Oral health for seniors

The Canadian Dental Care Plan will help cover the cost of oral health care. Applications are opening in phases for eligible Canadian residents, beginning with seniors.

Learn more about the Canadian Dental Care Plan.

Seniors are living longer than ever before. Advances in oral health care prevention and disease treatment mean that many seniors will have some or all of their natural teeth.

When we age, teeth undergo changes. Sometimes these changes are affected by chronic diseases and the use of medications. Some changes may include:

  • Sensitive teeth - teeth can be sensitive to hot or cold foods and/or touch
  • Exposed roots - gums may start to pull away from your teeth as you age. Exposed roots are exposed to bacteria that can cause cavities
  • Darker or yellower teeth - the colour of teeth naturally changes with age. Also, consuming staining food and drink over a lifetime can change the colour of teeth. Plaque also builds up faster as we age and can accumulate stains

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Oral health and your general health

Maintaining good oral health is important throughout life for overall health and wellbeing.

  • Good oral hygiene can help prevent the development of lung infections such as pneumonia, especially for seniors who have a hard time swallowing. Pneumonia may be caused by the inhalation of harmful types of mouth bacteria, which accumulate when the mouth is not cleaned properly and regularly. Good oral hygiene can reduce the risk of such bacteria going into the lungs.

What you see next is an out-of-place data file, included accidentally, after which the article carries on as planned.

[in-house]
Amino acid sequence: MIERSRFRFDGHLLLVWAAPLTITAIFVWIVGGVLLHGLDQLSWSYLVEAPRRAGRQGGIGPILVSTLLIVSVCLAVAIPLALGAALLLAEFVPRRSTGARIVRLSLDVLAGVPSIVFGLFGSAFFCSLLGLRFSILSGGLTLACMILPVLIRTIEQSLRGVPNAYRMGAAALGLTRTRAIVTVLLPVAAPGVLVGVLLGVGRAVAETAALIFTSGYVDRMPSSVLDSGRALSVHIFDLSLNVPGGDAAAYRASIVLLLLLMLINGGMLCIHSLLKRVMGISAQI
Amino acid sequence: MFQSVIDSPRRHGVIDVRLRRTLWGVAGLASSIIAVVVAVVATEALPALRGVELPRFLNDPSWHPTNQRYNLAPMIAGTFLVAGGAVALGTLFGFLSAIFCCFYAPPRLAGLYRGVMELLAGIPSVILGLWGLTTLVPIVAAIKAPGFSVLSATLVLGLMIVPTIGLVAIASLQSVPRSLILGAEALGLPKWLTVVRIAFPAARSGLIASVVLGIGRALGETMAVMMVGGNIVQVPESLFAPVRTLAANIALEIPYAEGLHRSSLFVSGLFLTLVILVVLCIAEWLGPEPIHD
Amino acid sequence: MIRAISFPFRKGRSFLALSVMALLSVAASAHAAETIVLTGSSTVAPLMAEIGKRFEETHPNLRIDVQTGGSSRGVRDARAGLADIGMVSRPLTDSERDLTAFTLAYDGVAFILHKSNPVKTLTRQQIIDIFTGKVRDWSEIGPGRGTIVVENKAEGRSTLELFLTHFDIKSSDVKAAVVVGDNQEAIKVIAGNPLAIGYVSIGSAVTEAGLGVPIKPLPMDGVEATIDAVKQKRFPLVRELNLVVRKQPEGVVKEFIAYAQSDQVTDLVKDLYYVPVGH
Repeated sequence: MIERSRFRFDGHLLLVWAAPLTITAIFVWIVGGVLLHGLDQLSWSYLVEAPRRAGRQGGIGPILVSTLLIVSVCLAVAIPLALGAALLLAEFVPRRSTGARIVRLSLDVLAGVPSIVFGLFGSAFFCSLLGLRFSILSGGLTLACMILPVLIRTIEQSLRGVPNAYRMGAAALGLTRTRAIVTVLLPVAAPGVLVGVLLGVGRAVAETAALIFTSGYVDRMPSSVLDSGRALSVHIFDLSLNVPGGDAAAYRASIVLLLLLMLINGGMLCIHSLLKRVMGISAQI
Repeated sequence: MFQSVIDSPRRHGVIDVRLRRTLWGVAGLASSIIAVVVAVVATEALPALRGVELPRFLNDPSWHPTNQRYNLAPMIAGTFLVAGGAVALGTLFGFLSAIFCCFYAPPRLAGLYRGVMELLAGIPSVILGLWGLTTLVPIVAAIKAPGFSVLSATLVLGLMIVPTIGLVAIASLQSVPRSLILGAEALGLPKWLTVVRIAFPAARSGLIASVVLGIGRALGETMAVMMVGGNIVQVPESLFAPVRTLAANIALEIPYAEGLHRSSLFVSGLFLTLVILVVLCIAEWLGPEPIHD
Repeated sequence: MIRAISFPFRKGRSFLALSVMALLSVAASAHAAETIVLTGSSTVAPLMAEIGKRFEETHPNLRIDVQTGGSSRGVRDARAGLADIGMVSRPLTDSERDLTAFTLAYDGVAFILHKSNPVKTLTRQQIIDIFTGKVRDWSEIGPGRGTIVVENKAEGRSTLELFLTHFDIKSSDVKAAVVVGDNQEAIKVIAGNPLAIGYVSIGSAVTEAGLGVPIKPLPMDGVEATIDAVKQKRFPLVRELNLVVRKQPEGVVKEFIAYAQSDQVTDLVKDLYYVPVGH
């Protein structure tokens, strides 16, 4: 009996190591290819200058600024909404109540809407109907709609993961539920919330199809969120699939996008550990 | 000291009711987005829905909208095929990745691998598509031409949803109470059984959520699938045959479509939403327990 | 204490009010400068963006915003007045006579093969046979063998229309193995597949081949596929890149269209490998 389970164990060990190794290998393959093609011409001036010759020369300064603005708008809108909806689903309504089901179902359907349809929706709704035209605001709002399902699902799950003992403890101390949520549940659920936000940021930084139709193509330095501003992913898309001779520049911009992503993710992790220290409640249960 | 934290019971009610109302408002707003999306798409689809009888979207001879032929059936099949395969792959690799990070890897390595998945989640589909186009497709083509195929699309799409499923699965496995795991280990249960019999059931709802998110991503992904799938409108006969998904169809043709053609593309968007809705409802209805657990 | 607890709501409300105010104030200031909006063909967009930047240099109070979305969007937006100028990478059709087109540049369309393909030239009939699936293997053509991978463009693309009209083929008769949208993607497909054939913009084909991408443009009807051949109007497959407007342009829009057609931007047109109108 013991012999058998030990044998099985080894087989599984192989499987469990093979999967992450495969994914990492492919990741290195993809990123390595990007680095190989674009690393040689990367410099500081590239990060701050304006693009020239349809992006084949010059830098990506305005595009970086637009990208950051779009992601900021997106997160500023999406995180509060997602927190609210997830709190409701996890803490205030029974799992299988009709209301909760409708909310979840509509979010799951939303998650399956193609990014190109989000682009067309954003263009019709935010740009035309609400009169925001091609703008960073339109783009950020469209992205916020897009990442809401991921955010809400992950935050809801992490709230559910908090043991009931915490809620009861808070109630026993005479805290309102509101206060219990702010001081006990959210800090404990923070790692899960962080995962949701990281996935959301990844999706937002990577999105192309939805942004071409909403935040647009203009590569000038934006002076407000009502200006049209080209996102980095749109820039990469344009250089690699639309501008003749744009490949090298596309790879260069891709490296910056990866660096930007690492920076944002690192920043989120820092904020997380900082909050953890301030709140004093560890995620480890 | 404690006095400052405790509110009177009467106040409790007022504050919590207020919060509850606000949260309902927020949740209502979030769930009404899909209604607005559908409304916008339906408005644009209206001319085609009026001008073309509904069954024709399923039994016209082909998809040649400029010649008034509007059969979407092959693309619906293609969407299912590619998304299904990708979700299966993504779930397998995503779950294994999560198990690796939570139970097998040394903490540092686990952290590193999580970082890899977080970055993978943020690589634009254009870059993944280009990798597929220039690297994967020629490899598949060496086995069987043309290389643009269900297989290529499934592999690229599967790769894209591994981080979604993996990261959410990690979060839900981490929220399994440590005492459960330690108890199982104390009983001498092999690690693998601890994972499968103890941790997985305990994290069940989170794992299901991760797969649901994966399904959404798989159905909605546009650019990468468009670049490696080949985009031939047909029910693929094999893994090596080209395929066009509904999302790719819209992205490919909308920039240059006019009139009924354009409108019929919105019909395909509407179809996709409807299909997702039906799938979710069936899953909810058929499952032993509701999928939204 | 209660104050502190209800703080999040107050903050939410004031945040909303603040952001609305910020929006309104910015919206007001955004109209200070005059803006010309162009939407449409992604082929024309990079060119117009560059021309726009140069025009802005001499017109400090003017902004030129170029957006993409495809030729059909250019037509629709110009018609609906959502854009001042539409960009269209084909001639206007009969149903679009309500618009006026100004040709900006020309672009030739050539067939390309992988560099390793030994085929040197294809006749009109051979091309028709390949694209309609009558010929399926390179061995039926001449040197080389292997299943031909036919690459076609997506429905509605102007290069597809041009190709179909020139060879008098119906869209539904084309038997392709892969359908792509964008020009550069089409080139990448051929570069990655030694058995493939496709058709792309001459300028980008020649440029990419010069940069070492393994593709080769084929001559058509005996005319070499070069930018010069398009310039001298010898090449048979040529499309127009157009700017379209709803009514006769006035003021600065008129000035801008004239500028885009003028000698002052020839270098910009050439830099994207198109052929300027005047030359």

• People with diabetes are more at risk for mouth infections, especially gum (periodontal) disease. Gum disease can damage the gum and bone that hold your teeth in place and may lead to painful chewing problems. In cases of severe gum disease, some people may lose their teeth. Gum disease may also make it harder for people with diabetes to control their blood sugar levels.
  • Gum disease may increase the risk of heart attack and stroke. Poor oral health may increase the number of harmful bacteria found in the mouth, which may release toxins into the blood that can damage heart tissue.
  • Poor oral health can lower self-esteem and reduce social interactions.
  • Poor oral health is associated with lower quality of life.

Caring for your mouth and teeth

Whether you can take care of your own mouth and teeth or require the help of someone else, teeth and gum problems can be prevented through good oral health habits, including brushing and flossing as well as regular checkups. Left untreated, oral health problems may lead to serious problems in your overall health and wellbeing.

Toothbrush modifications

  • Double-headed toothbrushes can help remove plaque among older adults with reduced dexterity
  • Electric toothbrushes versus manual toothbrushes may improve plaque removal for older adults with reduced dexterity
  • Modifications to the handle of the toothbrush may help improve toothbrushing ability. The handle can be modified by:
    • making it longer and/or wider
    • adding acrylic to mould to an older adult's grip
  • The older adult's choice for manual or electric toothbrush should be respected, as supporting their preference can improve toothbrushing compliance
  • Further information can be found:

Caring for dentures and dental implants

Dry mouth